At our recent seminar “Employer Self Audit-Identifying Potential Problems Before They Arise,” one of the questions we asked our participants was “do you have a written job description for each position at your company?” The responses were mixed—some did, some had job descriptions for some but not all of their positions, and some had none at all. Do we recommend that employers have written job descriptions? Yes, we do, for reasons that extend from hiring, to employee classification, pay practices, leave management, performance management, and protection in claims of discrimination.
At the hiring phase, a written job description forces the manager or person requisitioning the new employee to define the need and how to meet it. It provides the vehicle for defining what are the essential functions of the job so that a qualified applicant with a disability can be properly considered and not unlawfully excluded. It provides the framework for applicant screening and interviewing so that you can find the best candidates while minimizing potential discrimination pitfalls. It will help you avoid claims that the requirements of the job shifted during the search process to favor a certain person or class of people or to exclude any person or class of people. As an example, if you don’t have a written job description and fail to note in your posting that the job has some significant physical requirement (such as “must be able to climb a 6 foot ladder” or “must be able to stand and walk continuously”), when you later exclude a person based on a disability, there may be an inference that you adopted this new requirement to avoid hiring a person with a disability.
Job descriptions also help employers see more clearly how that employee should be classified for payment of wages or salary—exempt or non-exempt. The job description can be used for side-by-side comparison with the requirements for each of the DOL exemptions. If the job does not meet the requirements of one or more of the recognized exemptions, that employee must be paid at least minimum wage and overtime for any hours over 40 hours in a 7 day pay period. The cost of misclassification errors (unpaid overtime, liquidated damages, attorneys fees) far outweighs the time and effort necessary to create accurate job descriptions.
Job Descriptions also help an employer identify where they may have Equal Pay Act issues—do male and female employees have the same or similar job duties, but one is paid more than the other? The job description is an excellent tool for identifying potential Equal Pay Act liability and correcting the problem before a claim arises.
Job descriptions can also serve as the framework for performance management and evaluation. A performance evaluation that follows a job description is a credible and effective means of assessment. If a Performance Improvement Plan becomes necessary, the job description is one of the bedrock resources that reinforce what is required of an employee.
Eventually, a job description may help you make those hard decisions with respect to employees, since a properly written job description will include the “essential functions” of the job. Under the Americans with Disabilities Act, the job description will help you determine whether you need to make an accommodation for this employee, since the act defines a “qualified person with a disability” as a person who can perform the essential functions of their job, with or without a reasonable accommodation. The nature and reasonableness of any potential accommodation may come down to how the essential functions of the job are defined by the employer—and the best source is a job description. If the accommodation requested is some type of leave or intermittent leave, the job description may show that regular and reliable attendance is an essential function of the job—or that in-person attendance (as opposed to telecommuting) is required.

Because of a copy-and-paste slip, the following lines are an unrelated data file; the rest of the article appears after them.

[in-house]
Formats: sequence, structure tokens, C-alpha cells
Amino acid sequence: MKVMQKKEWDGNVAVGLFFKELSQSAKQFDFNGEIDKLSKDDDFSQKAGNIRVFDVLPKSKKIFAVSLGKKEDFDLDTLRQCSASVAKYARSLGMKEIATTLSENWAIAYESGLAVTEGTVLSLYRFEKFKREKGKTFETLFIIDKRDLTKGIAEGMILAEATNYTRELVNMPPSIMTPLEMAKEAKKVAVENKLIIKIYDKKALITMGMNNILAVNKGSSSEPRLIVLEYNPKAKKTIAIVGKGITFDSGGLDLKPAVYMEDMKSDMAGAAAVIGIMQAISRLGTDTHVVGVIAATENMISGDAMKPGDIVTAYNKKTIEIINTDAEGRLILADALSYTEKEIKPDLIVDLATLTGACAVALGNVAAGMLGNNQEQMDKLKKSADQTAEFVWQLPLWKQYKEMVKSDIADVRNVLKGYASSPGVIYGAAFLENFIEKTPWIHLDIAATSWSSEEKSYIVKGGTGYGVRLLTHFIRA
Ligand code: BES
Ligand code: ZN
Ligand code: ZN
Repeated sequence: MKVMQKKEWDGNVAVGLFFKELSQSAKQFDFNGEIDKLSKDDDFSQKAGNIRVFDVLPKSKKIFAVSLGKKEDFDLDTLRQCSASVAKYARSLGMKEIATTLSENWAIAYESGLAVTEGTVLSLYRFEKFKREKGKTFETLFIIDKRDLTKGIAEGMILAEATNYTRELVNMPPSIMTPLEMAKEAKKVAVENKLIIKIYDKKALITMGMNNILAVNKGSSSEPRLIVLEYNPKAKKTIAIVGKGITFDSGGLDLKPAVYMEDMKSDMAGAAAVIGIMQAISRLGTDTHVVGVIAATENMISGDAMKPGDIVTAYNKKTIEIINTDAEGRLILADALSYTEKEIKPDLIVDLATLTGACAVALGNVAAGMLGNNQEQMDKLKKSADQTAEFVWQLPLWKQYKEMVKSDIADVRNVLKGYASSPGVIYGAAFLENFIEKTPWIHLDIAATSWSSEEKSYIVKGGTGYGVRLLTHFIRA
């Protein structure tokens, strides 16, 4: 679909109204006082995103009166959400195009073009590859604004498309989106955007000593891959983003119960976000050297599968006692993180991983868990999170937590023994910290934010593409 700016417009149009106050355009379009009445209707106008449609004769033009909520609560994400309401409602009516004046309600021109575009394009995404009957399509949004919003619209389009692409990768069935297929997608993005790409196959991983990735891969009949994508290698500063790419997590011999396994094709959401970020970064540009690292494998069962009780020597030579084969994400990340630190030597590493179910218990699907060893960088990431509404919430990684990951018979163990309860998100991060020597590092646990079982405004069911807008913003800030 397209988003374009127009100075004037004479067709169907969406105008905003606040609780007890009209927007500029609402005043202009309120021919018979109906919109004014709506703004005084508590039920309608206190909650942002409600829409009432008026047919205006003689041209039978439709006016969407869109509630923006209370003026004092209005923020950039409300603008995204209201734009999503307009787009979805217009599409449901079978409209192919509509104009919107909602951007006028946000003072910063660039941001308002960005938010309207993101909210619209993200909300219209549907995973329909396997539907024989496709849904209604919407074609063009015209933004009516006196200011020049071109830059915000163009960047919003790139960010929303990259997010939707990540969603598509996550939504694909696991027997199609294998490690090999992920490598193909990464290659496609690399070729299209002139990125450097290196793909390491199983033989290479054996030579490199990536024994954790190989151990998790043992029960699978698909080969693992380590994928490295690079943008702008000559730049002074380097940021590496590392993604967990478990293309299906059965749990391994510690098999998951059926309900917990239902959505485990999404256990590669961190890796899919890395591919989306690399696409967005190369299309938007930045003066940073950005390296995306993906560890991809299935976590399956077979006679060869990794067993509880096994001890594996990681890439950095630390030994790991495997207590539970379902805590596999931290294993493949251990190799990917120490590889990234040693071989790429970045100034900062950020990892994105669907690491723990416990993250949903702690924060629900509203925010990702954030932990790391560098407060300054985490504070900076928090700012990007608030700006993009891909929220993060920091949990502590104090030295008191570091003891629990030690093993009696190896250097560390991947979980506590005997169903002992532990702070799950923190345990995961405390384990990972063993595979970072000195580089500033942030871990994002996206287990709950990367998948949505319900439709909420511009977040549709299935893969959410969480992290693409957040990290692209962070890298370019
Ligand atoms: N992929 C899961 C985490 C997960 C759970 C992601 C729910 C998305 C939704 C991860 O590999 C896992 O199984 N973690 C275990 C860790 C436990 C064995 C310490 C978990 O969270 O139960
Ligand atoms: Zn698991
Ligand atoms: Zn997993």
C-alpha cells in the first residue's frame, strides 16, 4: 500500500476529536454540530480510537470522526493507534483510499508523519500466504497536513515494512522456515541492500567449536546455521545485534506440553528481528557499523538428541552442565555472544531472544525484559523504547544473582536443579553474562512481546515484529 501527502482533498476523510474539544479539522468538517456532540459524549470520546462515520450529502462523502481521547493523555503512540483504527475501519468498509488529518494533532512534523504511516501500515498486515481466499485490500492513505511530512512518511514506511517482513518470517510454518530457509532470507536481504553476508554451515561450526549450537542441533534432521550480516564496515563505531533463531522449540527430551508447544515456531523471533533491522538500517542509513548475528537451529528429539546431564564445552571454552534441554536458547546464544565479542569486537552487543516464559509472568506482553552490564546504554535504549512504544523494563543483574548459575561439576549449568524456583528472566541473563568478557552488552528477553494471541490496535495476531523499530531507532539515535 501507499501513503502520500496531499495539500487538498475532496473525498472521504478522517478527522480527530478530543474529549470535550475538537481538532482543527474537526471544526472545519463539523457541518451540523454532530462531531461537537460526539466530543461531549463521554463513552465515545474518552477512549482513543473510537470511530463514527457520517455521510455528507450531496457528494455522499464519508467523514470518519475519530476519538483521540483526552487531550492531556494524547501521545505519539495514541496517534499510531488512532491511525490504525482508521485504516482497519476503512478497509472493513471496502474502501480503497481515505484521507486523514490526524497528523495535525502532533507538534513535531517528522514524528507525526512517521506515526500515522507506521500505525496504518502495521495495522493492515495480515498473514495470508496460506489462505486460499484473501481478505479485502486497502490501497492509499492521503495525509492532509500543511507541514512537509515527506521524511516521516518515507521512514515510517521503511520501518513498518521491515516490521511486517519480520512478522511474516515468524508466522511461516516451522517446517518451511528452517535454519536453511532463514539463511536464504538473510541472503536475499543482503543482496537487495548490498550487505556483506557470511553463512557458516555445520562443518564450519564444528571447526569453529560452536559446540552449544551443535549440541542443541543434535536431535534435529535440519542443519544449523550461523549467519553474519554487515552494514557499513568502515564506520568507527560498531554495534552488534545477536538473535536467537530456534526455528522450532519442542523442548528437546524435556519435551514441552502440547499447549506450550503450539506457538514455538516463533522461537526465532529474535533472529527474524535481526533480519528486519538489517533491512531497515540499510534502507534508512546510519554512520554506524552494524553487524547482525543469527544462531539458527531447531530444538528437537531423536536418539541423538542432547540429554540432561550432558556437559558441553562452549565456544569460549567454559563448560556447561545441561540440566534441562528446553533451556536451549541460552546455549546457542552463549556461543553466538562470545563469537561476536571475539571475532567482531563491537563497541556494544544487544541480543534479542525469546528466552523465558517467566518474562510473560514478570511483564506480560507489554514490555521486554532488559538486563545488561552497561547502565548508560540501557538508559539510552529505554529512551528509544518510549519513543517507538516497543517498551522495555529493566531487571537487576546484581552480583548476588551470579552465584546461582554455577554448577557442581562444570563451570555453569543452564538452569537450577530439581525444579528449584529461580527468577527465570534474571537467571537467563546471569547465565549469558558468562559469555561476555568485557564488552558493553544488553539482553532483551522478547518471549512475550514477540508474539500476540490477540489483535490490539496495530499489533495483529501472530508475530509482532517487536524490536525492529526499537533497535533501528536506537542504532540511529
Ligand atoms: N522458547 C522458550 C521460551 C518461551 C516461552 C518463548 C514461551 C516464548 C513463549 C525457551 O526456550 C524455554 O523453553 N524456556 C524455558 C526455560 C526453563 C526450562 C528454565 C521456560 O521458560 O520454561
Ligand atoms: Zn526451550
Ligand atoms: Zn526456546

Job descriptions will also help you avoid claims of other types discrimination and defend against them if they are made. Claims by employees that they have the same responsibilities as other employees but are treated differently based on their protected class (such as race, national origin, sex, religion) can be defused by having written job descriptions that show that the two employees do not have the same job duties and responsibilities.
If you already have job descriptions, that’s great. Remember, however, that as positions within your company change or are created, combined or eliminated, you may need to update them. Further, the employee needs to know what his/her job description is in order to be compliant. Make sure that the employee gets a copy and acknowledges it. It is a best practice to do a full review of your job descriptions every two years to ensure that the work that the employee is doing is still what is described, to review exempt/non-exempt status, and to make sure that you have not created parallel job descriptions that could open you up to discrimination or Equal Pay Act Claims.
Do you need help getting started on creating or updating job descriptions or making sure that your job descriptions provide you with the protections that you need? Contact us.